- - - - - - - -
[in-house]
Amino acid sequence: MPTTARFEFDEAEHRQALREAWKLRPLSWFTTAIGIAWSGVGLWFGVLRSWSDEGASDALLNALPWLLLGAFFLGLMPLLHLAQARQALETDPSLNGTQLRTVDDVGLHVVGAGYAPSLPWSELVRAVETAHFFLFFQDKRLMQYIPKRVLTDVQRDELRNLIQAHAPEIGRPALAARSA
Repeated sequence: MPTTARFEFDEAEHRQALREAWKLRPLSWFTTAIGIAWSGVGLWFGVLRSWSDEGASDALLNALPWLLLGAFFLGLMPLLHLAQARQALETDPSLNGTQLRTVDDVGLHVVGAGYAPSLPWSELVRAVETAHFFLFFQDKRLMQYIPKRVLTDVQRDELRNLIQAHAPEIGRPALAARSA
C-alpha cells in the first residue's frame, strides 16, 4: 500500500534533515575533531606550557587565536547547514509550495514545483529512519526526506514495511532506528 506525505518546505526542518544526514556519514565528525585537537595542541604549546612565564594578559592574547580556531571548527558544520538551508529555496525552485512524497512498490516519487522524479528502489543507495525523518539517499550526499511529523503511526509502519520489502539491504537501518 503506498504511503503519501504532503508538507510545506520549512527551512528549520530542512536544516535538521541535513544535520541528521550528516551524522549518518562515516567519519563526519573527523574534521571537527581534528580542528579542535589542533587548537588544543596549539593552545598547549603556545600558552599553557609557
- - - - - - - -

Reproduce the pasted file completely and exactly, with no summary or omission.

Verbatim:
[in-house]
Amino acid sequence: MPTTARFEFDEAEHRQALREAWKLRPLSWFTTAIGIAWSGVGLWFGVLRSWSDEGASDALLNALPWLLLGAFFLGLMPLLHLAQARQALETDPSLNGTQLRTVDDVGLHVVGAGYAPSLPWSELVRAVETAHFFLFFQDKRLMQYIPKRVLTDVQRDELRNLIQAHAPEIGRPALAARSA
Repeated sequence: MPTTARFEFDEAEHRQALREAWKLRPLSWFTTAIGIAWSGVGLWFGVLRSWSDEGASDALLNALPWLLLGAFFLGLMPLLHLAQARQALETDPSLNGTQLRTVDDVGLHVVGAGYAPSLPWSELVRAVETAHFFLFFQDKRLMQYIPKRVLTDVQRDELRNLIQAHAPEIGRPALAARSA
C-alpha cells in the first residue's frame, strides 16, 4: 500500500534533515575533531606550557587565536547547514509550495514545483529512519526526506514495511532506528 506525505518546505526542518544526514556519514565528525585537537595542541604549546612565564594578559592574547580556531571548527558544520538551508529555496525552485512524497512498490516519487522524479528502489543507495525523518539517499550526499511529523503511526509502519520489502539491504537501518 503506498504511503503519501504532503508538507510545506520549512527551512528549520530542512536544516535538521541535513544535520541528521550528516551524522549518518562515516567519519563526519573527523574534521571537527581534528580542528579542535589542533587548537588544543596549539593552545598547549603556545600558552599553557609557